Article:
perigean tide

perigean tide

[¦per·ə¦jē·ən ′tīd]
(oceanography)
Tide of increased range occurring when the moon is near perigee.
References in periodicals archive ?
The rare celestial combination first involved the convergence of a spring tide and a perigean tide.
The lack of moonlight to illuminate the berg would have dominated, but the perigean tides could then have been included as one exacerbating event.
Overlapping of the cycles of spring and perigean tides every 206 days results in an annual progression of 1.
These so-called perigean tides recur every anomalistic month of 27.
Consequently, the tidal variations caused by once-monthly so-called perigean tides are much more prominent.
While in most waters, the largest tides occur in the same part of the year, in the Bay of Fundy they are more influenced by the shifting coincidence of spring and perigean tides with the result that each year they occur about 47 days later than in the previous year.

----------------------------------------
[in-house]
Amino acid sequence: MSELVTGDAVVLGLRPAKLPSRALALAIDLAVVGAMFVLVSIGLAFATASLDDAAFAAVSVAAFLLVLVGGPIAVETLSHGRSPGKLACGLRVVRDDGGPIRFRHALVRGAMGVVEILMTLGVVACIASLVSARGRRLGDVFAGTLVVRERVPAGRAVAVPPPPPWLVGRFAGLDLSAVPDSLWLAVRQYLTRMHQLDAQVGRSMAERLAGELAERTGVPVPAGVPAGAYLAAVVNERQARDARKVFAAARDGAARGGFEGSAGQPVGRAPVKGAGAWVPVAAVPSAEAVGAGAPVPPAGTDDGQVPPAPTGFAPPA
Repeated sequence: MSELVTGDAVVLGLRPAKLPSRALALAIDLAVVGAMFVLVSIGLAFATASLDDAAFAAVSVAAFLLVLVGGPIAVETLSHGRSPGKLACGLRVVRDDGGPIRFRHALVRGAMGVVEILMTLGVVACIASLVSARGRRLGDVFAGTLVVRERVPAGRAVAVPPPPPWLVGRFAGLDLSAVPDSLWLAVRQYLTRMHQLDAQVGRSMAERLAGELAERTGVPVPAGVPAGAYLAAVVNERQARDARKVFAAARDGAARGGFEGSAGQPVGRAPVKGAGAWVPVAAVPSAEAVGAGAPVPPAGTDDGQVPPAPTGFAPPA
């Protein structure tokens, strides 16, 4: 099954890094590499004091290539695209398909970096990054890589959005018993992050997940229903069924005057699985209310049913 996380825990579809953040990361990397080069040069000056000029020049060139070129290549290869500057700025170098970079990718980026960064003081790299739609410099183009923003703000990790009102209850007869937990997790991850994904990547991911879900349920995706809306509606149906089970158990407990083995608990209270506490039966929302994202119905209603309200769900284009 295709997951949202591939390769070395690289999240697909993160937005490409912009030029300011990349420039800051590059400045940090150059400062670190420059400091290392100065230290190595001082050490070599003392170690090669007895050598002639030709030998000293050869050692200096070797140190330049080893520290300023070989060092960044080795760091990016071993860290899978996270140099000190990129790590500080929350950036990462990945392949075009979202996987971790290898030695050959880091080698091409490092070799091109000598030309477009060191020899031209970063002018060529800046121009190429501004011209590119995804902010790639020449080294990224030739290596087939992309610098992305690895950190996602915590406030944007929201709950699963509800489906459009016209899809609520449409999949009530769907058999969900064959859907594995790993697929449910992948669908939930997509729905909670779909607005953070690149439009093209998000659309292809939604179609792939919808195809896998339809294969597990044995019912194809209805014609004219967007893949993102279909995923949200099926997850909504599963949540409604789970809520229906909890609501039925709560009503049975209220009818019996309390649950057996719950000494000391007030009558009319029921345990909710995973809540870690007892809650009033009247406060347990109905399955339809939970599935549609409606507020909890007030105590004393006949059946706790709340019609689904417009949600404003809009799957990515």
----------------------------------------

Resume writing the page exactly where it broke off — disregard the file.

24, perigean tides at Herring Cove in 1998 coincided with one of the month's set of spring tides around 19 February.
The 206-day cycle of perigean tides coincident with spring tides occurs all over the world, but it is far more pronounced (and far more important) in the Bay of Fundy because of the great tidal range.
3) Perigean tides of increased range occur once per month, when the Moon is nearest Earth.
The same work referred to perigean tides by observing that when the Moon "approaches the point nearest the Earth, its power increases, and then the rise of the sea is strong.
Indeed, in this region, high perigean tides levels can be anticipated at intervals of 1 month, 7 months, 4.